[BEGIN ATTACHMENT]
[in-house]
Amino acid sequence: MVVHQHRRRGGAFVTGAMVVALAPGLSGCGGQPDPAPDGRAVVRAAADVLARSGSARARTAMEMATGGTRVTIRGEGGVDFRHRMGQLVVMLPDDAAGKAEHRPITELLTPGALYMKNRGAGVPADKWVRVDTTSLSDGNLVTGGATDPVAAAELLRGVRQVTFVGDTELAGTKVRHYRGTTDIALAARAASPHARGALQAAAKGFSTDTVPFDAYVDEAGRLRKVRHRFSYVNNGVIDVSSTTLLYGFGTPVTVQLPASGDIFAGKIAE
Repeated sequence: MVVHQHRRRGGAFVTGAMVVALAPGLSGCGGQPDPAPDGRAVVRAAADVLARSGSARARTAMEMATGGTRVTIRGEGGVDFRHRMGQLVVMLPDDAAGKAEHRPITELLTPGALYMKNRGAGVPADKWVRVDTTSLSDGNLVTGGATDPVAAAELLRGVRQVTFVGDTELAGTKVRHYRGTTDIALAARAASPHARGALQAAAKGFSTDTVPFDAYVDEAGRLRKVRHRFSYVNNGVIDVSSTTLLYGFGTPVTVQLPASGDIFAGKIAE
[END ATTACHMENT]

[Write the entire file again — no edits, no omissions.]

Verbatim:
[in-house]
Amino acid sequence: MVVHQHRRRGGAFVTGAMVVALAPGLSGCGGQPDPAPDGRAVVRAAADVLARSGSARARTAMEMATGGTRVTIRGEGGVDFRHRMGQLVVMLPDDAAGKAEHRPITELLTPGALYMKNRGAGVPADKWVRVDTTSLSDGNLVTGGATDPVAAAELLRGVRQVTFVGDTELAGTKVRHYRGTTDIALAARAASPHARGALQAAAKGFSTDTVPFDAYVDEAGRLRKVRHRFSYVNNGVIDVSSTTLLYGFGTPVTVQLPASGDIFAGKIAE
Repeated sequence: MVVHQHRRRGGAFVTGAMVVALAPGLSGCGGQPDPAPDGRAVVRAAADVLARSGSARARTAMEMATGGTRVTIRGEGGVDFRHRMGQLVVMLPDDAAGKAEHRPITELLTPGALYMKNRGAGVPADKWVRVDTTSLSDGNLVTGGATDPVAAAELLRGVRQVTFVGDTELAGTKVRHYRGTTDIALAARAASPHARGALQAAAKGFSTDTVPFDAYVDEAGRLRKVRHRFSYVNNGVIDVSSTTLLYGFGTPVTVQLPASGDIFAGKIAE